GARCIA-NAVARRO: So it's interesting that you're talking about young people. A year ago on Morning Edition, you explained the Democrats loss of the 2016 election by saying, our constituent is the union guys and the blue-collar workers. So I think we let them down. But wasn't what we saw in Alabama your most loyal voters, namely African-Americans, leading your party to victory?

DEAN: That is correct. A huge African-American turnout for a special election. It was enormous. I think, also, people in the North and people in the media misunderstand Alabama. The political Alabama leadership is backwards. That's true. But the civic and business leadership in Alabama has been moving Alabama forward for about the last 15 or 20 years. Their manufacturing base has increased. The University of Alabama...

GARCIA-NAVARRO: But I'd like to talk about your view on how the Democratic Party should move forward. It seems that it's shifted from 2016. It seemed back then that the focus was on the white working class. And now we hear that black voters really want their social justice issues addressed.

DEAN: There was a debate about the white working class. My view is we should never utter the phrase white working class. Everybody's working class, and those are our voters. And, you know, I think, again, we're speaking about core constituency groups. And that would include particularly women, African-Americans and particularly African-American women, who voted 98 percent for Doug Jones in that election.

GARCIA-NAVARRO: Is that a wakeup call for the Democratic Party to really refocus on their core constituents?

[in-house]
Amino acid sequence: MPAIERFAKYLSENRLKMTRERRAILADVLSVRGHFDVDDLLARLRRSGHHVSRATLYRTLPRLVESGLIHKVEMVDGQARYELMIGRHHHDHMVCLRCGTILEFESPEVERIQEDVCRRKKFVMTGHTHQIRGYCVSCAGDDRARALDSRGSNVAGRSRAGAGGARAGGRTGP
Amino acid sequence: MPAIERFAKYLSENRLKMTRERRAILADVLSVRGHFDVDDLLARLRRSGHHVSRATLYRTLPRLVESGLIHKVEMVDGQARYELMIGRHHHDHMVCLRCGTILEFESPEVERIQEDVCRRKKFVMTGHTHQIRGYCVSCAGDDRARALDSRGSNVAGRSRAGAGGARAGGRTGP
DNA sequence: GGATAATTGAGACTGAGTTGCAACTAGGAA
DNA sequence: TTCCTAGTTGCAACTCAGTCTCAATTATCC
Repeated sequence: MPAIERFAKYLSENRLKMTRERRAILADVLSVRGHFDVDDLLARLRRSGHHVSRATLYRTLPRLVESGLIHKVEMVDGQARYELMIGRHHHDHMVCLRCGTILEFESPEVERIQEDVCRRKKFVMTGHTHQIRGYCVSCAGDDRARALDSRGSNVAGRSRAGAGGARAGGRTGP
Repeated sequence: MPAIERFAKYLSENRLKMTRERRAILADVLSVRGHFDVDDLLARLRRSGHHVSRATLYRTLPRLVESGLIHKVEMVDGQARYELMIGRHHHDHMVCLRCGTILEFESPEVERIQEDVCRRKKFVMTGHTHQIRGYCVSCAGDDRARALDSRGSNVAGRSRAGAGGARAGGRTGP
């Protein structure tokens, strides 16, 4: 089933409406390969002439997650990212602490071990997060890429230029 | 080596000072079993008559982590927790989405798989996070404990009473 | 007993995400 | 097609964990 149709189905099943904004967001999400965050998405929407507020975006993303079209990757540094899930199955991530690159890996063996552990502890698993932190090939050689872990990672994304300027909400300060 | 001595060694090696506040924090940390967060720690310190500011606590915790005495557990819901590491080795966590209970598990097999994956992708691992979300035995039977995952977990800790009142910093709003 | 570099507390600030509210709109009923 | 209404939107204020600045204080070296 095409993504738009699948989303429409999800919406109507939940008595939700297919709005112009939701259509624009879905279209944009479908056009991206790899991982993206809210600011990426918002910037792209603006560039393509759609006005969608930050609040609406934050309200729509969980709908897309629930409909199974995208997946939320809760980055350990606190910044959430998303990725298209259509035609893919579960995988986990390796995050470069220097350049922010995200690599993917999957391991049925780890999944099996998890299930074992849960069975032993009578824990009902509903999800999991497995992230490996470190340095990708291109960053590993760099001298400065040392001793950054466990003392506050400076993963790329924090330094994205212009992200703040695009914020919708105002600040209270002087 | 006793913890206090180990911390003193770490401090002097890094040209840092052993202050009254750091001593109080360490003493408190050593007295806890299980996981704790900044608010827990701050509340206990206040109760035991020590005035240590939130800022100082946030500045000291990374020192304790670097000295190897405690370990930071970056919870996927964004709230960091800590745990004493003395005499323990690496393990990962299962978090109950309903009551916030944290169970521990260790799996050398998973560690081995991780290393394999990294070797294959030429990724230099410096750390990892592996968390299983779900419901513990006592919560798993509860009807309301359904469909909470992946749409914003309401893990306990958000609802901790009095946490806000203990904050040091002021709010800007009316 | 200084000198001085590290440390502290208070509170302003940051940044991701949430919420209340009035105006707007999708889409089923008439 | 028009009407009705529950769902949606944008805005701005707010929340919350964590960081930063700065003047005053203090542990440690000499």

DEAN: Well, yes. But I think they've been doing that.

GARCIA-NAVARRO: All right. The map for the Democrats in 2018, as you know, is a hard one. Many have said the Democrats have lacked a coherent message. Do you need one, or should you be running on issues that matter race by race?

DEAN: We should be doing both. We need a coherent message, but in 2018, the message can be we're not Trump. That's why we lost 63 seats when President Obama was president. And then he came back and won re-election. You cannot win the re-election - and we can't win our election for the presidency in 2020 - without a positive message about what we're going to do that's good for America. But right now the outrage that's fueling all this is what - Trump and the Republicans, who don't - you know, the Republicans can criticize Trump. But even Leonard Lance voted 89 percent with Donald Trump as a congressman. So, I mean, they're all going to - you know, all are going to really be in trouble, I think, in this upcoming election.

GARCIA-NAVARRO: Howard Dean, former Democratic presidential candidate and DNC chair, thank you very much for joining us today.

DEAN: Thank you.